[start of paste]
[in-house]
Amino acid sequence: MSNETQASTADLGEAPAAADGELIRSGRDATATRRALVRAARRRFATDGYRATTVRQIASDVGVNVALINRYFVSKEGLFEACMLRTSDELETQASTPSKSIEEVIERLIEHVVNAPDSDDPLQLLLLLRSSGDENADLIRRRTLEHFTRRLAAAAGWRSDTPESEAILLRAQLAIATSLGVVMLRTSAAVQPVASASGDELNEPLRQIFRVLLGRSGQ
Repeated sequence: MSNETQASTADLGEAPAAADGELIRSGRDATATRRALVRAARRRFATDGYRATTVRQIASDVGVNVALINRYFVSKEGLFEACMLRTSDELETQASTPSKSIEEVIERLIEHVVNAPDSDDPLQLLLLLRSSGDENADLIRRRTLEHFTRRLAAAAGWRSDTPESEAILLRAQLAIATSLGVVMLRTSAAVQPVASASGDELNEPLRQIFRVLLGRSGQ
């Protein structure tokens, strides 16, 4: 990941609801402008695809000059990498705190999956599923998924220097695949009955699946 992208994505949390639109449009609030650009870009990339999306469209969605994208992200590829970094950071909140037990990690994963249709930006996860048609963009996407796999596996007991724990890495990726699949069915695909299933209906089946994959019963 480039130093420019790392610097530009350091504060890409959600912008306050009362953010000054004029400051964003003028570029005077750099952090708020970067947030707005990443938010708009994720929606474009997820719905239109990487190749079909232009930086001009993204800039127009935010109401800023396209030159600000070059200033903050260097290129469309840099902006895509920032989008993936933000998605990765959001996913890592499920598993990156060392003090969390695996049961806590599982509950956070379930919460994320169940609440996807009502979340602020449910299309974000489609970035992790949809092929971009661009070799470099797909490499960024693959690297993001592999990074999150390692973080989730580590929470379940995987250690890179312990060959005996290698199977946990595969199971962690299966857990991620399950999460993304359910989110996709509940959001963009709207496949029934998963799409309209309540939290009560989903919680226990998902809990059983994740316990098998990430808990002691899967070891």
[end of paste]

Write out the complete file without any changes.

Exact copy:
[in-house]
Amino acid sequence: MSNETQASTADLGEAPAAADGELIRSGRDATATRRALVRAARRRFATDGYRATTVRQIASDVGVNVALINRYFVSKEGLFEACMLRTSDELETQASTPSKSIEEVIERLIEHVVNAPDSDDPLQLLLLLRSSGDENADLIRRRTLEHFTRRLAAAAGWRSDTPESEAILLRAQLAIATSLGVVMLRTSAAVQPVASASGDELNEPLRQIFRVLLGRSGQ
Repeated sequence: MSNETQASTADLGEAPAAADGELIRSGRDATATRRALVRAARRRFATDGYRATTVRQIASDVGVNVALINRYFVSKEGLFEACMLRTSDELETQASTPSKSIEEVIERLIEHVVNAPDSDDPLQLLLLLRSSGDENADLIRRRTLEHFTRRLAAAAGWRSDTPESEAILLRAQLAIATSLGVVMLRTSAAVQPVASASGDELNEPLRQIFRVLLGRSGQ
């Protein structure tokens, strides 16, 4: 990941609801402008695809000059990498705190999956599923998924220097695949009955699946 992208994505949390639109449009609030650009870009990339999306469209969605994208992200590829970094950071909140037990990690994963249709930006996860048609963009996407796999596996007991724990890495990726699949069915695909299933209906089946994959019963 480039130093420019790392610097530009350091504060890409959600912008306050009362953010000054004029400051964003003028570029005077750099952090708020970067947030707005990443938010708009994720929606474009997820719905239109990487190749079909232009930086001009993204800039127009935010109401800023396209030159600000070059200033903050260097290129469309840099902006895509920032989008993936933000998605990765959001996913890592499920598993990156060392003090969390695996049961806590599982509950956070379930919460994320169940609440996807009502979340602020449910299309974000489609970035992790949809092929971009661009070799470099797909490499960024693959690297993001592999990074999150390692973080989730580590929470379940995987250690890179312990060959005996290698199977946990595969199971962690299966857990991620399950999460993304359910989110996709509940959001963009709207496949029934998963799409309209309540939290009560989903919680226990998902809990059983994740316990098998990430808990002691899967070891």